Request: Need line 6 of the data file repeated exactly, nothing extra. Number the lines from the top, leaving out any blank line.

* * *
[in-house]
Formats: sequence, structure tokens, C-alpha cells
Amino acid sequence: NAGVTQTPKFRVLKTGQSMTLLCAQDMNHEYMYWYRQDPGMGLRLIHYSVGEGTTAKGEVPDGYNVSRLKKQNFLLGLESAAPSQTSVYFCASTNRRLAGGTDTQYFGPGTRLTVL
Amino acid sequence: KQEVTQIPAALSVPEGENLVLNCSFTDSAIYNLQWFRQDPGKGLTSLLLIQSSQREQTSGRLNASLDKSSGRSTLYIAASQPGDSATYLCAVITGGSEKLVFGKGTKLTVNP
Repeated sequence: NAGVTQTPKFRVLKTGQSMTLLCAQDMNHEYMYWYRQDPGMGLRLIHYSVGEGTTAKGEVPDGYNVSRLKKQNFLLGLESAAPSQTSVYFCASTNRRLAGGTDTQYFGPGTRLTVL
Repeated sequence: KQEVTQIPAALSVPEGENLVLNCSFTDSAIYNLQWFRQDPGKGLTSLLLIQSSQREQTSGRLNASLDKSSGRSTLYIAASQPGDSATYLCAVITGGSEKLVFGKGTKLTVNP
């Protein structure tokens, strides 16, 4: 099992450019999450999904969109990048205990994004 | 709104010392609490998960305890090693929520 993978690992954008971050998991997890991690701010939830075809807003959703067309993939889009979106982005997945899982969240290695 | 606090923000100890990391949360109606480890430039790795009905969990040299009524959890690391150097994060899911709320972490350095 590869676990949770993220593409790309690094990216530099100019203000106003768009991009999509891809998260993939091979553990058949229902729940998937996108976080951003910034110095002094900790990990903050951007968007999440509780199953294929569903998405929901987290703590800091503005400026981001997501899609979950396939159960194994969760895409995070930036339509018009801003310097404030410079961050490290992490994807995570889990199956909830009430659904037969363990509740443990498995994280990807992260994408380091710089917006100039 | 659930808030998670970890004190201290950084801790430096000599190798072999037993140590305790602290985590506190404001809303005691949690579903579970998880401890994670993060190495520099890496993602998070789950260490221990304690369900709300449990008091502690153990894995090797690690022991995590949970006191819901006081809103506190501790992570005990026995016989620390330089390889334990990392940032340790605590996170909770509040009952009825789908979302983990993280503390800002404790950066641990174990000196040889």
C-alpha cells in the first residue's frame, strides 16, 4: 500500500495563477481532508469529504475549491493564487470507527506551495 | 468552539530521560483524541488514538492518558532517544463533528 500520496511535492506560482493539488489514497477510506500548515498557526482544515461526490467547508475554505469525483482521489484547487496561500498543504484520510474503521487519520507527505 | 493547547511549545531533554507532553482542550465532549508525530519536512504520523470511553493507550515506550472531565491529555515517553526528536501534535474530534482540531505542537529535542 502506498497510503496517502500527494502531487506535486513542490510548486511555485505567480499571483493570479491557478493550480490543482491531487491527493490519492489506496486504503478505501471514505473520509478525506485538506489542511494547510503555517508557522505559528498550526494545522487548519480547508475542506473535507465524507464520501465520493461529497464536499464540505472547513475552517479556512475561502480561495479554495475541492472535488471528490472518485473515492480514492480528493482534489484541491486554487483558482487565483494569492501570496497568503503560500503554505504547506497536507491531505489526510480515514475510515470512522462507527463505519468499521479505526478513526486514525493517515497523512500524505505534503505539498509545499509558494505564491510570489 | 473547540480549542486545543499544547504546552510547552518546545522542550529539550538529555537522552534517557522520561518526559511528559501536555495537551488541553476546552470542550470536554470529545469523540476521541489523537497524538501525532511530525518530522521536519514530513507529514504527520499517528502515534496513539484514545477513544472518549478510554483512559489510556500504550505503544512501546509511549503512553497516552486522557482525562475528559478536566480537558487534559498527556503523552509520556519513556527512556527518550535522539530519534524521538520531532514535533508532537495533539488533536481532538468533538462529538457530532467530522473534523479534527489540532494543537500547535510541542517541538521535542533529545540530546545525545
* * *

Repeated sequence: KQEVTQIPAALSVPEGENLVLNCSFTDSAIYNLQWFRQDPGKGLTSLLLIQSSQREQTSGRLNASLDKSSGRSTLYIAASQPGDSATYLCAVITGGSEKLVFGKGTKLTVNP